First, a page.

At times I need to understand life in the most simplistic form. Almost looking for the lowest common denominator that speaks to me in a way that even a child should understand. I don’t mean to say that it takes big letters and small syllables for me to get life but when it gets hard, when it get confusing and when hurts so bad you just want to crawl under the kitchen sink and close the doors, I try to break it down; sometimes in an anthropomorphic way.
I run. I am not a strong runner or fast runner. I don’t set goals or count my carbs for the ultimate distance. I run because it takes what I feel on the inside and makes it tangible. If the mood is good, the run is free and light. If there is conflict, the run is tough and drudging with the mind lost in thought. But I will never stop motion. Lately there have been a lot of “thinking” runs.
Yesterday I put on my running shoes and headed out the door to battle the trail and clear my mind. I reassess my choices made and people I choose to be around. And then out of nowhere I thought of something that made me stop. Not only did I stop but I sat. I sat, put my hand on my chin and closed my eyes.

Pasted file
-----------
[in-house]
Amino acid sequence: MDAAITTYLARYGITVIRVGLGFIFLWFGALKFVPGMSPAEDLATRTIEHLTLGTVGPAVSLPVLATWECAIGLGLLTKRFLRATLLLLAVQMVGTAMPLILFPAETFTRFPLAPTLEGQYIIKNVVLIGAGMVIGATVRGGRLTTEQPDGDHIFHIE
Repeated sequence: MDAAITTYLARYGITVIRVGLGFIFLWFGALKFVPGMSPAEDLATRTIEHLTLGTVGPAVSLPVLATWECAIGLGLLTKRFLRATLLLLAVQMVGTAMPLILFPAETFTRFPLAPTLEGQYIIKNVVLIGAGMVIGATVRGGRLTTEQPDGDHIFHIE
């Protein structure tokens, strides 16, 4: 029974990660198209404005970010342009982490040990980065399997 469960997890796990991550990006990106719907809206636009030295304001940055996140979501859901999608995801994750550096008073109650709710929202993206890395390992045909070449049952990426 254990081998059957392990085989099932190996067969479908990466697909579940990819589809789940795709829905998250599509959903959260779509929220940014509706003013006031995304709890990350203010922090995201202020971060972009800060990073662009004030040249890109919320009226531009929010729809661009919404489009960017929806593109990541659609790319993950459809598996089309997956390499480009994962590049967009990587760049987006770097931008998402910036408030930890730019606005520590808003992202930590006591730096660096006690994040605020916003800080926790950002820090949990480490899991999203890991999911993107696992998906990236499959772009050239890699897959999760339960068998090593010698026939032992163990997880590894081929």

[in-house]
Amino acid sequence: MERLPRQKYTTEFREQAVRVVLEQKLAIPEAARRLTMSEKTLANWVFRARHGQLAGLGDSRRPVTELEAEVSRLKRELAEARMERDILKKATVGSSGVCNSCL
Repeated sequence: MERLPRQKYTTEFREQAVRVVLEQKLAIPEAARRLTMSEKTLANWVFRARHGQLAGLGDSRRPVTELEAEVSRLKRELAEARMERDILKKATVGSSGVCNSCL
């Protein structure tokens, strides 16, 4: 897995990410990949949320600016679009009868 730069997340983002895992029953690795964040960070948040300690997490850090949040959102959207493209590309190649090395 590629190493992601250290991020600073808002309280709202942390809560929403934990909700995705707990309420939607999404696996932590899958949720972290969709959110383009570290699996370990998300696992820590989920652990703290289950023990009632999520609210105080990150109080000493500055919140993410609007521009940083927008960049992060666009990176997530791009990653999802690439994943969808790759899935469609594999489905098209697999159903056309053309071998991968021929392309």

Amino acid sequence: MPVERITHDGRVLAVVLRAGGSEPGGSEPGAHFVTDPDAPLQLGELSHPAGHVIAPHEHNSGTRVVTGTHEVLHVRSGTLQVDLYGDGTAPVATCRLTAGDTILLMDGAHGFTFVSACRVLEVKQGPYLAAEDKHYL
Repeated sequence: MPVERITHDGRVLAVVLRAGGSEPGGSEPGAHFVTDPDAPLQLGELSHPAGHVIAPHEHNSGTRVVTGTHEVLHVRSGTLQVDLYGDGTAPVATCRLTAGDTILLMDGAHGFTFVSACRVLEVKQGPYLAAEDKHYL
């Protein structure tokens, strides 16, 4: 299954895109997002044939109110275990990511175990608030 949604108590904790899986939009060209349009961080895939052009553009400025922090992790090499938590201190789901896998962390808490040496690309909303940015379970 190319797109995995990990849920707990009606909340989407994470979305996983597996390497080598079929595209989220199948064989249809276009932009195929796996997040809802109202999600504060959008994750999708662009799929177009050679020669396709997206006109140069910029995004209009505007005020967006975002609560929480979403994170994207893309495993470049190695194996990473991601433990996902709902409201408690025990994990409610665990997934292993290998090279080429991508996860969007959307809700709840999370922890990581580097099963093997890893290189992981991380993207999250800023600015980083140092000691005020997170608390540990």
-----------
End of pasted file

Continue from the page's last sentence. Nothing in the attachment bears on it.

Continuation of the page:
I thought of a birdbath. You know, the ones made of concrete with a bird molded to the side to lure others to drink. Then I imagined this little swallow that was circling overhead trying to decide if the bath was safe to drink out of. Then he noticed there was a bird already there so it must be okay. He landed on the opposite side from the statue and stared across, finding comfort in it. He inched his way around until he was next to it. Since it didn’t fly off he took this as a sign of acceptance.
The swallow rubbed against it but there was no warmth. The conversations were one sided. His offers of seeds and worms were left untouched and even the nest built beside the concrete bird was left unshared. But the swallow needed companionship so he looked past these indifference’s and stayed put.
Through the scariest nights, the stormiest days and the coldest snow winds, the swallow stayed next to the bird. He hung on to the fact that because the bird had not flown off, the emptiness was tolerable because after all, 1% is always better than zero. But soon that 1% became became less of a comfort and more of a question.
And then the reality of the situation hit the swallow. He saw that there was really nothing there at all and his bird was only an extension of the bath ledge he was sitting on. The real gravity was the fact that through the scariest nights, the stormiest days and the coldest winds he was really…just alone. So he flew off, gaining nothing and leaving nothing.
I suppose many would say that the swallow was just stupid for not seeing that the bird was concrete. Not me. I believe that time and situation control many of our actions and though they may not make sense to many, they make sense to us. There is something to be said for knowing when it’s time.